Ok, fun. Now let’s get things actually working. First let’s consider the html we want to achieve. If someone later uses javascript to remove the element entirely from the page we want it to remove cleanly, that means that everything has to be contained by our element. We also want the triangle button to be visible when the element is collapsed – we therefore need it to be outside the area we will actually be collapsing. So what we’re aiming for is something like this

<p class="should-collapse collapsible">
    <button class="collapsible-collapse-handle" type=button></button>
    <span class="collapsible-collapse-area">
        Text to collapse....
    </span>
</p>
We want to wrap the element contents in a new <span class=collapsible-collapse-area> and we want to prepend a new <button class=collapsible-collapse-handle>. And that’s it. Our CSS will take care of the rest. Creating this is helped tremendously by the existence of the jquery functions $.fn.wrapInner and $.fn.prependTo, and the jquery api for creating elements.

function makeCollapsible(el) {
	var $el = $(el);
	$el.addClass('collapsible');

	$el.wrapInner( $('<span>', {'class': 'collapsible-collapse-area'}) );
	var $collapseHandle = $('<button>', {'class': 'collapsible-collapse-handle'});
								.prependTo($el)
}
If you’re not familiar with the above metnods you should read the jQuery docs, but regardless I think the gist is fairly straightforward. Perhaps we should make it actually work, yes?

function toggle(shouldShow) {
  $collapseHandle.next().toggle( !shouldShow );
  $el.toggleClass( 'collapsed', !shouldShow );
}

toggle(true);
So we first select the content area which we know to be the element that follows our $collapseHandler, and use $.fn.toggle to hide or show it. And then we $.fn.toggleClass to mark the element collapsed or not. Go ahead, try this out, change the toggle(true) below to toggle(false). Basic functionality

Make It Work, But Better

So I suppose we should make the darn thing clickable, huh? So that the collapser will…collapse? Well that can be as simple as adding

  $collapseHandle.on('click', function(){
    toggle(...uhhh...what should go here?)
  })
hmm…seems like we need to maintain state somewhere. Lots of options here – we could test for the .collapsed class, or store it in the element’s data. Or just create a simple variable tracking it! So following our simple just-like-you-think-it-is closure rules, we create an isOpen variable inside of our makeCollapsible function and voila. Clicking works We have the basics of a reusable clickable collapser.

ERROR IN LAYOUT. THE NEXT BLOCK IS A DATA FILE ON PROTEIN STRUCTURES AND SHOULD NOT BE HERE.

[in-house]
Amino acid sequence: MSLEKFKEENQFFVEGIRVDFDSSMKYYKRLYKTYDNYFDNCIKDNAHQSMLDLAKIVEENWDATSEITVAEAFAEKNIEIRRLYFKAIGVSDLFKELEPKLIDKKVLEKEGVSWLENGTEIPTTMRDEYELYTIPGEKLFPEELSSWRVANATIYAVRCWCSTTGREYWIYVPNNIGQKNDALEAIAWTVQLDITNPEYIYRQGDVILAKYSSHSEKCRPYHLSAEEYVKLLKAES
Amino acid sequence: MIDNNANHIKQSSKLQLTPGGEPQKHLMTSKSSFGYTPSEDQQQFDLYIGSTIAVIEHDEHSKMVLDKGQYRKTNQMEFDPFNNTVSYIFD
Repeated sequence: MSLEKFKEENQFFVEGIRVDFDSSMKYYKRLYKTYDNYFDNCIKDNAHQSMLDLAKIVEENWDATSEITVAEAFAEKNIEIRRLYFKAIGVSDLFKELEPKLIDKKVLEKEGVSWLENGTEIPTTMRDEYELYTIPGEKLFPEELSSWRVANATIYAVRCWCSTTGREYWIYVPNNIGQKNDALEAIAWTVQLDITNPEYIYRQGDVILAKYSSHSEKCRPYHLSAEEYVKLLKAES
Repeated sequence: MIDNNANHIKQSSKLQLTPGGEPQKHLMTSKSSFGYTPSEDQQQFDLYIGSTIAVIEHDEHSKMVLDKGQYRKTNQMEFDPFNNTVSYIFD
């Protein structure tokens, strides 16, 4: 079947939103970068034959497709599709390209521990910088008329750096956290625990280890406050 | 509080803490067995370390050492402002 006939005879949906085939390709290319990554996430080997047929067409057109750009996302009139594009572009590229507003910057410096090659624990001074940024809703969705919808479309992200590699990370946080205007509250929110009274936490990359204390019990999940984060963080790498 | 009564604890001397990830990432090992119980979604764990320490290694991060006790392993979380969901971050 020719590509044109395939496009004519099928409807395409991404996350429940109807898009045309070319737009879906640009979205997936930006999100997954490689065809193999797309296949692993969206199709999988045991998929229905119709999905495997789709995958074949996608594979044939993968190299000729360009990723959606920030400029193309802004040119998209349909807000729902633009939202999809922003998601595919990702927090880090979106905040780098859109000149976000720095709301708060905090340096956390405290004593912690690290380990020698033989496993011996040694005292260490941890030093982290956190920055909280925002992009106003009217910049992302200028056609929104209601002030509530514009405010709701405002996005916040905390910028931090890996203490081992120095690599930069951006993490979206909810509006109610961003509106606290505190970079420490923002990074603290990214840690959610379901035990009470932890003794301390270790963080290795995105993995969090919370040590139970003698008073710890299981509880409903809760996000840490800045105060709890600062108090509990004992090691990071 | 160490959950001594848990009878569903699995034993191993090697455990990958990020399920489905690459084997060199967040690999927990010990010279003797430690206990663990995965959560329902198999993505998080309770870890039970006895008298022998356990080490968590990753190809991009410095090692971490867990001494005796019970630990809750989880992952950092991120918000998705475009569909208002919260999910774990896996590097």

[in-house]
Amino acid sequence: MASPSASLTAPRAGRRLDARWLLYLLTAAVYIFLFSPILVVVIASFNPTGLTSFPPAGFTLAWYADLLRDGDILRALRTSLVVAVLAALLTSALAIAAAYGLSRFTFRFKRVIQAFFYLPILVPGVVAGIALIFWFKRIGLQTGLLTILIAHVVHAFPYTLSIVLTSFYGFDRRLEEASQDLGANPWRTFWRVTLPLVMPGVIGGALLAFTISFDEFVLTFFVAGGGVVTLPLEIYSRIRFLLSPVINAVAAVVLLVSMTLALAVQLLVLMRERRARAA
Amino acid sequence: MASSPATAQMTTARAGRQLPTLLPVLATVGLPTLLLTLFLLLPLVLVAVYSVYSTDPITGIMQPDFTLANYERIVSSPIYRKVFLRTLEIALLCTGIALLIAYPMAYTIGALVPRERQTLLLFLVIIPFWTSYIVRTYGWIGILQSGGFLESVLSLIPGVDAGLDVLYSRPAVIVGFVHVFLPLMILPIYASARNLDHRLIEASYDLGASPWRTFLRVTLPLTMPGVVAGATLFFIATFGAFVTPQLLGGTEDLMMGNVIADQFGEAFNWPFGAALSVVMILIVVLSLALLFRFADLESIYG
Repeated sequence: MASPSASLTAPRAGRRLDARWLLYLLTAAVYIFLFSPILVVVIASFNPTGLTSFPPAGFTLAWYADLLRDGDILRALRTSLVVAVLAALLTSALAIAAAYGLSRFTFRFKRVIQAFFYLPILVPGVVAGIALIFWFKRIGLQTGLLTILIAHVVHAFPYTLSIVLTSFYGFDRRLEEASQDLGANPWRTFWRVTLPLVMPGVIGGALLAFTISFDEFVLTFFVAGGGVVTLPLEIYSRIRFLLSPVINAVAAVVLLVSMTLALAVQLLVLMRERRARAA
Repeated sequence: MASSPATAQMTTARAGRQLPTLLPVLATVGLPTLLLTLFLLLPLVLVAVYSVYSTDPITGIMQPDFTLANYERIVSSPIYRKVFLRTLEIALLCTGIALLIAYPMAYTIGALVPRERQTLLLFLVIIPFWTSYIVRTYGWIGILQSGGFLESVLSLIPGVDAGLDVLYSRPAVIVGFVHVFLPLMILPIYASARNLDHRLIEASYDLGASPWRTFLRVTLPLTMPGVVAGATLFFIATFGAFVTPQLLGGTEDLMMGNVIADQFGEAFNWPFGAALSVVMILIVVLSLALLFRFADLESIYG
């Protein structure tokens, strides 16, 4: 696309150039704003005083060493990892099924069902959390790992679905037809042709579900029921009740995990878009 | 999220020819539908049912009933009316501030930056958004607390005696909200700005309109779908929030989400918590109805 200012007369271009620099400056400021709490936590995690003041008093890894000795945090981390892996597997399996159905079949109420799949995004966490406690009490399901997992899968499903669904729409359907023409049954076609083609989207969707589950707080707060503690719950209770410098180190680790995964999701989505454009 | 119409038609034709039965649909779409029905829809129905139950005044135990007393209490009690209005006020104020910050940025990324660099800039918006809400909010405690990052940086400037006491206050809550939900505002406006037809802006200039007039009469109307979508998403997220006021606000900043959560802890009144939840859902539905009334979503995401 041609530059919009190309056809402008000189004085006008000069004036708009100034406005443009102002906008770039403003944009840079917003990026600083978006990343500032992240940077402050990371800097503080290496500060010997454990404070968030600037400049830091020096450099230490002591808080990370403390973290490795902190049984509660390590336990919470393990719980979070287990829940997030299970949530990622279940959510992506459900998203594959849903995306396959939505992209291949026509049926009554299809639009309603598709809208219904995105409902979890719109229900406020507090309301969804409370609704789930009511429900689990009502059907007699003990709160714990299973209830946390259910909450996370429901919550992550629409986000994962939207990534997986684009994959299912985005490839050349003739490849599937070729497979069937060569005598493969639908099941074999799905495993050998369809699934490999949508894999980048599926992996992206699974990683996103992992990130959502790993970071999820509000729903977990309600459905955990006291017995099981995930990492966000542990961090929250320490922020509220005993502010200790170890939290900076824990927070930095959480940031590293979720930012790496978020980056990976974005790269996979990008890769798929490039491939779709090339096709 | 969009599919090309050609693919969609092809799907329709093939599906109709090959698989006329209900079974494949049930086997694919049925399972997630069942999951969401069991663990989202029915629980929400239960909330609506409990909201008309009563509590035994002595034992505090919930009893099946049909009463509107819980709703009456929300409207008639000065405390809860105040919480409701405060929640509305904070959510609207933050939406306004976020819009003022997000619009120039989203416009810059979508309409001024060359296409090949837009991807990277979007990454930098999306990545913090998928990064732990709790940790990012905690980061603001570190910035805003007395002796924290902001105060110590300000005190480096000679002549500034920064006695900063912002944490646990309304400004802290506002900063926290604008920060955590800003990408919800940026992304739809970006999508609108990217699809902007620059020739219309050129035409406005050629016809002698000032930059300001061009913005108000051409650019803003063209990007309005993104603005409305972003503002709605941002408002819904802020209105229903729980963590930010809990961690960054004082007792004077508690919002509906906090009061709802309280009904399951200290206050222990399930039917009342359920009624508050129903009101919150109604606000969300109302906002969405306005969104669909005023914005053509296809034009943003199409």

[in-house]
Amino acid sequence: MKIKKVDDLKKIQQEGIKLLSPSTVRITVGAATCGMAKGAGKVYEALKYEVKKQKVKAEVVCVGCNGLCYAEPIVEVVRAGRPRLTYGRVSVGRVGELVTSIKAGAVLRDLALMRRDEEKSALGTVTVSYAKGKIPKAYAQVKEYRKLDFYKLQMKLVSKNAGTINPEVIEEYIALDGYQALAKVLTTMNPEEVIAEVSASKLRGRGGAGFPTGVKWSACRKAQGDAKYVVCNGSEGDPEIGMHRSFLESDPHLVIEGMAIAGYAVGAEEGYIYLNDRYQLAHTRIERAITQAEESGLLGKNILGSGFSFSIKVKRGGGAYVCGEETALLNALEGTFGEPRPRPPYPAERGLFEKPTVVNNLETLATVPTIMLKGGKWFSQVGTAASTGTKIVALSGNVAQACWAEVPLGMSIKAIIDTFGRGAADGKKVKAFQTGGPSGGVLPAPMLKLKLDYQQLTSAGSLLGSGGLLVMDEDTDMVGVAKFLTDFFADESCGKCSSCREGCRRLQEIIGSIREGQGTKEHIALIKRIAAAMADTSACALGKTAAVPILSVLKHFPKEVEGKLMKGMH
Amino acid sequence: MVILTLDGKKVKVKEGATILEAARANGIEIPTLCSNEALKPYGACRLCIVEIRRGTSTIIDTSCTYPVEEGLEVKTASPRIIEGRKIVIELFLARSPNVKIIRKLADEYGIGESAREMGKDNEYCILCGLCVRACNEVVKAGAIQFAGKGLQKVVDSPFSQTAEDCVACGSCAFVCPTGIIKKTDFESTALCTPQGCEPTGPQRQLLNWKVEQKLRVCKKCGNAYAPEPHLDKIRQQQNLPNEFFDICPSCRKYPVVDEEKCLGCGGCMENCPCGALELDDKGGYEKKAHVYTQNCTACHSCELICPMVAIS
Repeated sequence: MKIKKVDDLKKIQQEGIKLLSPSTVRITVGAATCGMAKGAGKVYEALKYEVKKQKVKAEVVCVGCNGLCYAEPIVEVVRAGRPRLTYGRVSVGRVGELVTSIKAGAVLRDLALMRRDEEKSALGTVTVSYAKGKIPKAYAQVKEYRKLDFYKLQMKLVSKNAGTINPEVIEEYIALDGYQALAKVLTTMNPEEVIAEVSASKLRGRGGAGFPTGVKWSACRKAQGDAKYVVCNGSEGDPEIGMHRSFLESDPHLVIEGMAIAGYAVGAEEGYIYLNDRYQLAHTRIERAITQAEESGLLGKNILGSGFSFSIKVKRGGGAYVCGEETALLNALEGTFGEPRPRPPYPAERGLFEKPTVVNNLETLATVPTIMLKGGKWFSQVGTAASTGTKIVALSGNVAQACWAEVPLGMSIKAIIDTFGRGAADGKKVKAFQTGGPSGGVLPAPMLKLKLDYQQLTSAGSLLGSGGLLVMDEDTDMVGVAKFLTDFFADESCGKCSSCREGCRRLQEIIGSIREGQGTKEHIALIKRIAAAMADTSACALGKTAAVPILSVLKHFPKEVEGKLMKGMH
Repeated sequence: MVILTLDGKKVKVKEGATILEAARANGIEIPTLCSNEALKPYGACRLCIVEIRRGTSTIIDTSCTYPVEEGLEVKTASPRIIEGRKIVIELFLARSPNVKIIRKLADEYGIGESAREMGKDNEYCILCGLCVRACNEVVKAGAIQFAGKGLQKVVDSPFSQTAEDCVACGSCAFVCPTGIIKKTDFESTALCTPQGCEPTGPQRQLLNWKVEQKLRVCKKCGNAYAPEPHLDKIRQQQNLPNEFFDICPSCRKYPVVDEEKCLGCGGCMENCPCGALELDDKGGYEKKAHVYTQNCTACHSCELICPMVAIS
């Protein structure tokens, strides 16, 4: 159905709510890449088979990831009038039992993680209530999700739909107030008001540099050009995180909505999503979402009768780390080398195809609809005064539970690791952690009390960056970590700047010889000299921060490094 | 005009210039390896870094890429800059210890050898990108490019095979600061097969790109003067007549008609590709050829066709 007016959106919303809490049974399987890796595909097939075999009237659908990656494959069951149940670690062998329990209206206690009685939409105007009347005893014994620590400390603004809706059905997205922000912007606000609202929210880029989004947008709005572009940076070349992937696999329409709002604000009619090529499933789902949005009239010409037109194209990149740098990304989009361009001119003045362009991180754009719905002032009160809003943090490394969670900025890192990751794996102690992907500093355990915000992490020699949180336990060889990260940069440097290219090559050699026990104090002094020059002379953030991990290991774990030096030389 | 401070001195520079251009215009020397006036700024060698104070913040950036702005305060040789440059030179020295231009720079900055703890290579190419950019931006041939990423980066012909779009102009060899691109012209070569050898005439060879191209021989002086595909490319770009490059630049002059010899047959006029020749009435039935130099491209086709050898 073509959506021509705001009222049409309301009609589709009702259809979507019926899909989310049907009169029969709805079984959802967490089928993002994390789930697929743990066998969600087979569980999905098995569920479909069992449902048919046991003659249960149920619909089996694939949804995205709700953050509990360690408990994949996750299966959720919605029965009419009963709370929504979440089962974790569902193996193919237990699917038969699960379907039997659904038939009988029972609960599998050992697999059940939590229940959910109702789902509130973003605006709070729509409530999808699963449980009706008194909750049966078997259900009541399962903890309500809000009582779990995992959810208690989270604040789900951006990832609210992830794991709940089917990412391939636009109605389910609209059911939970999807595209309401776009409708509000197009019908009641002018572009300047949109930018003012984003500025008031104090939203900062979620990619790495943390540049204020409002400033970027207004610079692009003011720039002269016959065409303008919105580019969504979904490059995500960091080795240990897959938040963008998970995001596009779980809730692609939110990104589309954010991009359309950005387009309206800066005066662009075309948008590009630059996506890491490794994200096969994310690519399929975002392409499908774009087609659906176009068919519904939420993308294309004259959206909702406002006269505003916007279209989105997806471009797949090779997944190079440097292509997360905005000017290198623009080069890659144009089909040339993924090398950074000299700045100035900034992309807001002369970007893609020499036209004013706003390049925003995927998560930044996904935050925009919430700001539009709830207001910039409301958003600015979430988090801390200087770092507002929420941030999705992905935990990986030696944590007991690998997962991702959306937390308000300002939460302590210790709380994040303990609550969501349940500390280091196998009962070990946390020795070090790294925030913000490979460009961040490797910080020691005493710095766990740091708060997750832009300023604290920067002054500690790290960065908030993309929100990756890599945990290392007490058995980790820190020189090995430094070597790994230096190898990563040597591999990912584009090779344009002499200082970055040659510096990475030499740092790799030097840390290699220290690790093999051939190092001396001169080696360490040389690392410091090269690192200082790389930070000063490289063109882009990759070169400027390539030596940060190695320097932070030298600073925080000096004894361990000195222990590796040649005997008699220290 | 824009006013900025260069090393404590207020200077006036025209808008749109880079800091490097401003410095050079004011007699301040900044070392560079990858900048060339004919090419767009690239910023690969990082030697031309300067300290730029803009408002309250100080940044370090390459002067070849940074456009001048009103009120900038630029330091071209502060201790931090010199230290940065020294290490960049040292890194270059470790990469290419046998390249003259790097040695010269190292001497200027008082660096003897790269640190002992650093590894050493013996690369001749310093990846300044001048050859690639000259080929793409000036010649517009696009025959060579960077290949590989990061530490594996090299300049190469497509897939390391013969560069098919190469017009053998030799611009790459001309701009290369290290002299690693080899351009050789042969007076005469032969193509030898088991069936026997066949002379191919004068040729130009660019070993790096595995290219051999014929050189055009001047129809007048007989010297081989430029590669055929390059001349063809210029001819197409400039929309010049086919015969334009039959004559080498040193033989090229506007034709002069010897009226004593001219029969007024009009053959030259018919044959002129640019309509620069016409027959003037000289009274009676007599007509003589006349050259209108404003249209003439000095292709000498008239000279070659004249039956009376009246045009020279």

Adding Optional Parameters

Not very customizable though, is it? If we want to use it throughout our application we need some options. How about we add one to set the initial state to collapsed?

  $('.should-collapse').toArray().map(function(el, index){ 
    makeCollapsible(el, {
      collapsed: index > 0
    }) 
  })
So every widget after the first one should be collapsed at initialization. Speaking of which, let’s take an options object as input

  function makeCollapsible(el, options) {
    var $el = $(el).addClass('collapsible');
    var $collapseHandle = createStructure();
    var isOpen = !options.collapsed;
    ...
Of course this opens up a whole bunch of intriguing opportunities. For example, what if the user wanted to provide a custom way for our collapsible area to appear or disappear? Something like

  $('.should-collapse').toArray().map(function(el, index){ 
    makeCollapsible(el, {
      collapsed: index > 0,
      toggleArea: function($area, shouldOpen) {
        if(shouldOpen)
          $area.fadeIn();
        else
          $area.fadeOut();
      }
    }) 
  })
Well we could do this by checking explicitly

  function makeCollapsible(el, options) {
    options || (options = {});
    options.toggleArea || (options.toggleArea = defaultToggleArea)
    ...
    function toggle(shouldShow) {
      options.toggleArea($collapseHandle.next(), shouldShow);
      $el.toggleClass( 'collapsed', !shouldShow );
      isOpen = shouldShow
    }
    ...
  }
  function defaultToggleArea($area, shouldShow) {
      $area.toggle( shouldShow );    
  }
and while that’s ok, options is starting to get messy. Let’s clean that up.

Better Optional Parameters


(function(){
  var defaultOptions = {
    collapsed: false,
    toggleArea: defaultToggleArea
  };

  function makeCollapsible(el, op) {
    var options = $.extend({}, defaultOptions, op);
    ...
    toggle(isOpen);
    
    /////////////////////////    
    function toggle(shouldShow) {
      options.toggleArea($collapseHandle.next(), shouldShow);
      $el.toggleClass( 'collapsed', !shouldShow );
      isOpen = shouldShow
    }
    ...
  }
  function defaultToggleArea($area, shouldShow) {
      $area.toggle( shouldShow );    
  }
  
  window.makeCollapsible = makeCollapsible;
})()